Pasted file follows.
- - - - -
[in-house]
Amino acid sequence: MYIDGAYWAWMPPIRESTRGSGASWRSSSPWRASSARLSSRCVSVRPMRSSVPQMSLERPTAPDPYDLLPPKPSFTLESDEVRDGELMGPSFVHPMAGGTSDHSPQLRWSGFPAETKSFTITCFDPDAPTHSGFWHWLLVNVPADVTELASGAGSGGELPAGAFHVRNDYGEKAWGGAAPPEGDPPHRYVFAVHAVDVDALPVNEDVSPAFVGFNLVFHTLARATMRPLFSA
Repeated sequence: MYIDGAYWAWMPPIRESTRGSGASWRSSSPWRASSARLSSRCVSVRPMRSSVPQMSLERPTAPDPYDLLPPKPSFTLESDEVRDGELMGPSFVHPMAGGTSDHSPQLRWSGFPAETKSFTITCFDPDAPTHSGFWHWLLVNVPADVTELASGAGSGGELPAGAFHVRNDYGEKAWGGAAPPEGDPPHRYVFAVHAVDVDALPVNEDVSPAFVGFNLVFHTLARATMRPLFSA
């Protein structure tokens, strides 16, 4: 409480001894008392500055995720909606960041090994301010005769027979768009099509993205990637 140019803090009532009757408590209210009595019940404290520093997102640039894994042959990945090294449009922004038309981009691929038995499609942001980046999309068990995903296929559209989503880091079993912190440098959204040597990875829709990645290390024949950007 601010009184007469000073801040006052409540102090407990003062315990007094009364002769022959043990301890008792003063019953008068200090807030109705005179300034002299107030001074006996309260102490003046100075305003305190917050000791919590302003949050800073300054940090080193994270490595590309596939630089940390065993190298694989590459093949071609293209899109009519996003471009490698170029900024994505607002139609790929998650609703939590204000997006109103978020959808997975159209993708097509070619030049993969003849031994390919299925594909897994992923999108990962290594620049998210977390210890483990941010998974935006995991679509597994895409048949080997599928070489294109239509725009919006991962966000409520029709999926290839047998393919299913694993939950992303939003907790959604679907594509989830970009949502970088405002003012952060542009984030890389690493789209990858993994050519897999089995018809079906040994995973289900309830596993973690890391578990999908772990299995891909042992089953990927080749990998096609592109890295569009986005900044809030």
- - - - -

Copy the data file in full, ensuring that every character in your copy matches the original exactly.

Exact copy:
[in-house]
Amino acid sequence: MYIDGAYWAWMPPIRESTRGSGASWRSSSPWRASSARLSSRCVSVRPMRSSVPQMSLERPTAPDPYDLLPPKPSFTLESDEVRDGELMGPSFVHPMAGGTSDHSPQLRWSGFPAETKSFTITCFDPDAPTHSGFWHWLLVNVPADVTELASGAGSGGELPAGAFHVRNDYGEKAWGGAAPPEGDPPHRYVFAVHAVDVDALPVNEDVSPAFVGFNLVFHTLARATMRPLFSA
Repeated sequence: MYIDGAYWAWMPPIRESTRGSGASWRSSSPWRASSARLSSRCVSVRPMRSSVPQMSLERPTAPDPYDLLPPKPSFTLESDEVRDGELMGPSFVHPMAGGTSDHSPQLRWSGFPAETKSFTITCFDPDAPTHSGFWHWLLVNVPADVTELASGAGSGGELPAGAFHVRNDYGEKAWGGAAPPEGDPPHRYVFAVHAVDVDALPVNEDVSPAFVGFNLVFHTLARATMRPLFSA
């Protein structure tokens, strides 16, 4: 409480001894008392500055995720909606960041090994301010005769027979768009099509993205990637 140019803090009532009757408590209210009595019940404290520093997102640039894994042959990945090294449009922004038309981009691929038995499609942001980046999309068990995903296929559209989503880091079993912190440098959204040597990875829709990645290390024949950007 601010009184007469000073801040006052409540102090407990003062315990007094009364002769022959043990301890008792003063019953008068200090807030109705005179300034002299107030001074006996309260102490003046100075305003305190917050000791919590302003949050800073300054940090080193994270490595590309596939630089940390065993190298694989590459093949071609293209899109009519996003471009490698170029900024994505607002139609790929998650609703939590204000997006109103978020959808997975159209993708097509070619030049993969003849031994390919299925594909897994992923999108990962290594620049998210977390210890483990941010998974935006995991679509597994895409048949080997599928070489294109239509725009919006991962966000409520029709999926290839047998393919299913694993939950992303939003907790959604679907594509989830970009949502970088405002003012952060542009984030890389690493789209990858993994050519897999089995018809079906040994995973289900309830596993973690890391578990999908772990299995891909042992089953990927080749990998096609592109890295569009986005900044809030």